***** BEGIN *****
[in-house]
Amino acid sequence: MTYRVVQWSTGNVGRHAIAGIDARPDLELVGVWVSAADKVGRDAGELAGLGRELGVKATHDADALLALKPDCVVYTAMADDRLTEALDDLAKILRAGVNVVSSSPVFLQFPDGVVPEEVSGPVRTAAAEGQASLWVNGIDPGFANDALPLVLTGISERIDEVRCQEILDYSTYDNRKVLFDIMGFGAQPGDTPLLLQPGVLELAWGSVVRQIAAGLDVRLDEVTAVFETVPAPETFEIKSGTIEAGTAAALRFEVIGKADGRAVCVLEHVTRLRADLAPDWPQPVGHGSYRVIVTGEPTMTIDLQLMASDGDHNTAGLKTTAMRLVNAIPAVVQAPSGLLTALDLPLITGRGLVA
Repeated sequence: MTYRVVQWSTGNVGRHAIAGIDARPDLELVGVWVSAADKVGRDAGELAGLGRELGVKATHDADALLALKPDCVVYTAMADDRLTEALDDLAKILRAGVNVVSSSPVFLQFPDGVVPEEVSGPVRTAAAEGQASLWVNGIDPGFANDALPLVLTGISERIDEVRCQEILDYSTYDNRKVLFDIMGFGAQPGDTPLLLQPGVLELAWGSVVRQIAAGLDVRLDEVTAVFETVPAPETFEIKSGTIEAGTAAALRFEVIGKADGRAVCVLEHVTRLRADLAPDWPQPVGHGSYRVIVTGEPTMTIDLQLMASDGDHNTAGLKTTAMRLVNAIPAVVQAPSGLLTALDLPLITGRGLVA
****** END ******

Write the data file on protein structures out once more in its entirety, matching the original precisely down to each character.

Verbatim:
[in-house]
Amino acid sequence: MTYRVVQWSTGNVGRHAIAGIDARPDLELVGVWVSAADKVGRDAGELAGLGRELGVKATHDADALLALKPDCVVYTAMADDRLTEALDDLAKILRAGVNVVSSSPVFLQFPDGVVPEEVSGPVRTAAAEGQASLWVNGIDPGFANDALPLVLTGISERIDEVRCQEILDYSTYDNRKVLFDIMGFGAQPGDTPLLLQPGVLELAWGSVVRQIAAGLDVRLDEVTAVFETVPAPETFEIKSGTIEAGTAAALRFEVIGKADGRAVCVLEHVTRLRADLAPDWPQPVGHGSYRVIVTGEPTMTIDLQLMASDGDHNTAGLKTTAMRLVNAIPAVVQAPSGLLTALDLPLITGRGLVA
Repeated sequence: MTYRVVQWSTGNVGRHAIAGIDARPDLELVGVWVSAADKVGRDAGELAGLGRELGVKATHDADALLALKPDCVVYTAMADDRLTEALDDLAKILRAGVNVVSSSPVFLQFPDGVVPEEVSGPVRTAAAEGQASLWVNGIDPGFANDALPLVLTGISERIDEVRCQEILDYSTYDNRKVLFDIMGFGAQPGDTPLLLQPGVLELAWGSVVRQIAAGLDVRLDEVTAVFETVPAPETFEIKSGTIEAGTAAALRFEVIGKADGRAVCVLEHVTRLRADLAPDWPQPVGHGSYRVIVTGEPTMTIDLQLMASDGDHNTAGLKTTAMRLVNAIPAVVQAPSGLLTALDLPLITGRGLVA